If You Encounter a Mountain Lion

  • When you go afield in Missouri, keep in mind that your chance of having a dangerous encounter with a mountain lion is very small — almost nonexistent.
  • You, your pets, or your livestock are at much greater risk from automobiles, stray dogs, and lightning strikes than from mountain lions.
  • If you DO directly encounter a mountain lion in Missouri, responding appropriately may improve your chances of survival.
  • Before going afield, study the table below to learn the differences between threatening and nonthreatening behavior and appropriate responses to each.
  • If you see a mountain lion in Missouri, please report it.
Mountain lion behavior and suggested human response
Behavior/Activity Meaning Human Risk Appropriate Human Response
More than 100 yards away and moving away Avoidance Negligible Keep children where they can be observed.
100–50 yards away; various positions and movements; attention away from people Indifference Negligible Remain calm; do not approach. Avoid rapid movements or running. Make your presence known then slowly back away / leave the area.
In a tree (including treed by dogs) Avoidance Minor/None Leash dogs; move away from tree until out of sight and allow animal to escape.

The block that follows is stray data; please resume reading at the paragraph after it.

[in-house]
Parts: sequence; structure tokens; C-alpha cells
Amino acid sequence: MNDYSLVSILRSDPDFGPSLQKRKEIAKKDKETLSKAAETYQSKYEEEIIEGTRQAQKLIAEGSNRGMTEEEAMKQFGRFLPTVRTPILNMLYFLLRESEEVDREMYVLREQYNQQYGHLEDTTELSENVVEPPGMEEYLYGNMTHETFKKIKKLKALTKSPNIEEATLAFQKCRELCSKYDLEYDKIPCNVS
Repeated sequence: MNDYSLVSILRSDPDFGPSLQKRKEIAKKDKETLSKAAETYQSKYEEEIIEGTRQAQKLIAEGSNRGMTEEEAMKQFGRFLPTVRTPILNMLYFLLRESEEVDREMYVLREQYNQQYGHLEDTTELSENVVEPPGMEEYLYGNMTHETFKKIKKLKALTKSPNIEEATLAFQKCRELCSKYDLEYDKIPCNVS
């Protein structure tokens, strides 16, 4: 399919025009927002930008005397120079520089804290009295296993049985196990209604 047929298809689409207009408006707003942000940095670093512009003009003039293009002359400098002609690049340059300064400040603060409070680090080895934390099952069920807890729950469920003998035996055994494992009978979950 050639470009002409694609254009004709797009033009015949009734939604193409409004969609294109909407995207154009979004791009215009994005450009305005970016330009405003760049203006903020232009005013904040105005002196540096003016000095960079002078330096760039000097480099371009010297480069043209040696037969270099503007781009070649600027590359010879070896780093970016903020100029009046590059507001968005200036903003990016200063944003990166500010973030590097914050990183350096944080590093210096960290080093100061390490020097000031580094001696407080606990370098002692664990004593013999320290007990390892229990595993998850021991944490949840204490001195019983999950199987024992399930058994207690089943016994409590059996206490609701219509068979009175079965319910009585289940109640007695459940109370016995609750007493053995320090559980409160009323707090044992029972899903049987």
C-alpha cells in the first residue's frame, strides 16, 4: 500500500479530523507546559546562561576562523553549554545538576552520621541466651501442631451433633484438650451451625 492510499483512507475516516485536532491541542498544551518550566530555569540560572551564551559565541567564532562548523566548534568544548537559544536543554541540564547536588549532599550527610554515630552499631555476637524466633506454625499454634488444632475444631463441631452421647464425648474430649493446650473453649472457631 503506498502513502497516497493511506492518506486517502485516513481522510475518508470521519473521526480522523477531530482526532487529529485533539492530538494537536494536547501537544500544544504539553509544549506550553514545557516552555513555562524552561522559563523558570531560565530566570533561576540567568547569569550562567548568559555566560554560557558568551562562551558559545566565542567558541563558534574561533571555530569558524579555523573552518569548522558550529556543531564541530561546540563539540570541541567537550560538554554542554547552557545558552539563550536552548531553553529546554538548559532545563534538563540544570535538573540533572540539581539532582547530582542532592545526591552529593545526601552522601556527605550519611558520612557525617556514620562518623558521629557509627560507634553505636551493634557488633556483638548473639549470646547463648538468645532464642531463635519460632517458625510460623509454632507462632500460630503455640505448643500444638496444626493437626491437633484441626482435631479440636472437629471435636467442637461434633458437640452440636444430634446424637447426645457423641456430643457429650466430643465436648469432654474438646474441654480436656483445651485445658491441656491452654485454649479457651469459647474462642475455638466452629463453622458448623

100–50 yards away; various or changing positions; ears up; attention toward people and/or following people Curiosity Slight for Adults; Serious for Unaccompanied Children Hold small children; keep older children close. Assume standing position; do not turn your back. Look for sticks, rocks, or other weapons and pick them up using an aggressive posture; do your best to appear large and threatening.
50–25 yards away; intense staring and hiding coupled with crouching and/or creeping toward people Considering/Positioning for Attack Serious Move slowly to get behind trees or boulders, but don't lose sight of the animal. Make menacing sounds; throw things if animal is close enough to hit.
25 yards or closer; tail twitching; body and head low to ground; rear legs may be gently pumping or treading up and down Pre‐Attack/Attack Imminent Extreme Prepare to defend yourself using whatever weapons are available (including lethal). Pepper spray may be effective if animal is close and downwind. If animal attacks, fight back!

Mountain Lions in Missouri

Learn why mountain lions are roaming into Missouri, how we confirm sightings, and what to do in the unlikely event you encounter one.